Holidays as a Writing Source
Christmas. Easter. Valentine’s Day.
What do those (and the many other national and personal) holidays have in common? They all are terrific sources of fodder for your creative writing!
Though every day carries with it the promise of delivering you with endless material for your plays, short stories, lyrics, cartoons or poems, special events tend to be particularly rich suppliers of ideas for the artist.
And why not? Take a moment and consider just how significant every moment is during these holidays:
- The food has to be prepared “just so” and can never look too attractive, elegant or “perfect”. A dribble of too much gravy can virtually send some aunts and grandmothers into apoplectic fits!
- Everyone – man, woman and child – is expected to be on his or her “best behaviour”. Unfortunately, when sparring relatives and adult beverages come together, craziness is almost certain to ensue.
- Children are expected to graciously receive gifts without batting an eye; of course, it’s tough for a five-year-old to fake interest in a fuzzy hand-knitted sweater when she desperately wanted a furry stuffed animal.
But since you’ll likely be embroiled in any occasion about which you’ll write at a later time, it’s best to wait until after the day is over to write about it. Stealing a few moments during the festivities to jot down notes might make your future musings more accurate, but there’s no reason to remove yourself from all the merriment (or fireworks, as in the case of in-laws at one another’s throats.)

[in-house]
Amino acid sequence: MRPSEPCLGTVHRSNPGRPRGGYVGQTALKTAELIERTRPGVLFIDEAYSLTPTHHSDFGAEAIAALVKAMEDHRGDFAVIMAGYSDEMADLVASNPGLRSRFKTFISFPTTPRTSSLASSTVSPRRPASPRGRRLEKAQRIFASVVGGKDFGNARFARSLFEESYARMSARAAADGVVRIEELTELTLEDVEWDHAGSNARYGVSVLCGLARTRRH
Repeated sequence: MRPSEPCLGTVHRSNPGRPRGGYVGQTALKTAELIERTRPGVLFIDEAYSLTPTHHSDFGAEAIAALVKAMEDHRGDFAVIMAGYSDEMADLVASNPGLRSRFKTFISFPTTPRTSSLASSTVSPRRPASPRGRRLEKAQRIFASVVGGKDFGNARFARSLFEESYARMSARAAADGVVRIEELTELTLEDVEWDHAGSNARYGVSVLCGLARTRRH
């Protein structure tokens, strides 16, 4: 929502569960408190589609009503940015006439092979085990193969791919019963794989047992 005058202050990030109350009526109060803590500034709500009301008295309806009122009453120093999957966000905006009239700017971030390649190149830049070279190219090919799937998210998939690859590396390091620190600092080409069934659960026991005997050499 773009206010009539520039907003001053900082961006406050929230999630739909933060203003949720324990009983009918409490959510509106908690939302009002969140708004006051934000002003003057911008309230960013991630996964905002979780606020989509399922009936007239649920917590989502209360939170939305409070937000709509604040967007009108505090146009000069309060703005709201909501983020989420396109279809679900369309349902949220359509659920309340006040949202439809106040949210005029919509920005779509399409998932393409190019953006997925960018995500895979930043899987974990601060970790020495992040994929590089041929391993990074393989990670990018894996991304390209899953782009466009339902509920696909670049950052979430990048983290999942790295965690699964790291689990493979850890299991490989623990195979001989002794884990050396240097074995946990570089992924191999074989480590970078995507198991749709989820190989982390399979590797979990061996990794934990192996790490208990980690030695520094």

In fact, if you’re considering using holidays as a starting point for a new piece, such as a 1,000 word (or less) children’s story, delving into your own memories from holidays long past is an excellent technique for creating pieces that are “meaty” and recognisable.
For instance, how about the Easter when your mother decided the springtime experience wouldn’t be the same without live chicks running around the garage… only to discover that chicks, though fluffy and cute, are farm animals (and not house pets) for a reason? The resulting chaos from such an event could make for a delightful short piece to which kids could relate.
Or perhaps you would like to write a remembrance poem or monologue about the favourite uncle who went to war at nineteen and never returned. Maybe your last recollection of him was at a holiday picnic when he helped you toss rocks into a puddle and listened thoughtfully to your eight-year-old “problems.” Putting such reminiscence into words to share with readers could not only be a means of heralding your deceased relative, but of allowing yourself to verbally grieve for the young man your family lost.
There are no doubt countless stories that could emerge from your memories of holidays gone by; they are simply awaiting your writer’s touch and polish. So open your mind to celebrations past as resources for new creations.